Modern Approaches to Indoor Plants

modern-approaches-to-indoor-plantsThe rise in popularity of mid-century modern furniture has made interior decorating the job of a true minimalist, which is why, in addition to the anxiety you might feel about hosting a living decoration in your home, many have given up on the concept of plants in their space. Adding too many plants, especially in small, low pots, can absolutely cause a cluttered effect, but some types of plants can provide the warmth and natural vibe that some of you might be craving without compromising all of your de-cluttering efforts. I know what you’re thinking, “but I don’t have a green thumb!” I’m not advocating for fake plants here, but I do know of some types that are low maintenance and provide some excellent advantages to your space.

aloe plantThe aloe plant is a great start! Secreting a healing gel, the aloe can be harvested to aid your skin and digestive system. It needs minimal water (once every seven days give or take depending on its environment) being apart of the recently popular succulent family, and it loves the sun! Have an east-facing window? The aloe plant could be for you.

 

 

Snake PlantThe Snake plant is another great, low maintenance choice. Architecturally it grows tall and spiky which makes it perfect for empty corners and extreme vertical spaces. It needs little water and even less light AND it releases an abundance of nocturnal oxygen (most plants release oxygen during the day) making it a great addition for detoxifying your home round the clock.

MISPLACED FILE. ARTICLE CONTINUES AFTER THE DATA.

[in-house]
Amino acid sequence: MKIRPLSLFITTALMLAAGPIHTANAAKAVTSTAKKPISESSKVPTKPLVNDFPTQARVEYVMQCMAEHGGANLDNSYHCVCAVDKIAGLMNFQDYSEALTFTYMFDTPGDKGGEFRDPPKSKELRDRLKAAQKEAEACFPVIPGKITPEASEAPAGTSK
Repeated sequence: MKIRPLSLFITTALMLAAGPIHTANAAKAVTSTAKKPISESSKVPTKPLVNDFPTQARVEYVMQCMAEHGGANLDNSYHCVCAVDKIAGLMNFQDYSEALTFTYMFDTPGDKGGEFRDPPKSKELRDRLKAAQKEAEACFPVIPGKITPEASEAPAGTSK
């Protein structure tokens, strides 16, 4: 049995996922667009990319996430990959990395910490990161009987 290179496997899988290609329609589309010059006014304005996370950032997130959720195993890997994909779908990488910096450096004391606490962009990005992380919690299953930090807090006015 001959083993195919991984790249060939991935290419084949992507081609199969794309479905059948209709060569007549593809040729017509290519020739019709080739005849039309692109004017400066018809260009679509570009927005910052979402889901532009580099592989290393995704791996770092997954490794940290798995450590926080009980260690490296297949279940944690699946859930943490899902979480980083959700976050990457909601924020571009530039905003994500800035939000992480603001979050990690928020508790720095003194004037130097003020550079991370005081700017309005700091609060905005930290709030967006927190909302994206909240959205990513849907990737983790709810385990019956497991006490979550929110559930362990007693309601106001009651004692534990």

Just remember to place your plants strategically, keeping in mind their relationship to all objects in a given space as well as their particular needs (sun, shade, dry, wet).

 

Frank Lloyd Wright, What is History and What is Contemporary

Last week I talked about Craftsman architecture, specifically, the characteristics of Prairie style. I figure, since I’m on a role, I should write a little about Frank Lloyd Wright. He was, after all, integral to the movement and the overall establishment of the aesthetic.

A masterful architectural designer, Wright developed a unique vocabulary of space, form, and patternhollyhockhouse-wright that represented a dramatic shift in design from the traditional houses of the day. Characterized by dramatic horizontal lines and masses, the Prairie buildings that emerged in the first decade of the twentieth century evoke the expansive Midwestern landscape. The buildings reflect an all-encompassing philosophy that Wright termed “Organic Architecture.” By this Wright meant that architecture should be suited to its environment and be a product of its place, purpose and time. First developed in 1894, when Wright was establishing his practice in Chicago, this philosophy of design would inform his entire career.

Today, Wright’s name is heavily associated with the movement away from ornate European styles and has become symbolic of classic American architecture. Most recently, Wright’s Holly Hock house, located on a majestic hilltop in Los Feliz, CA, was re-opened after undergoing nearly five years of restoration and repairs. You can go check it out for yourself or take an online tour of its stunning interiors!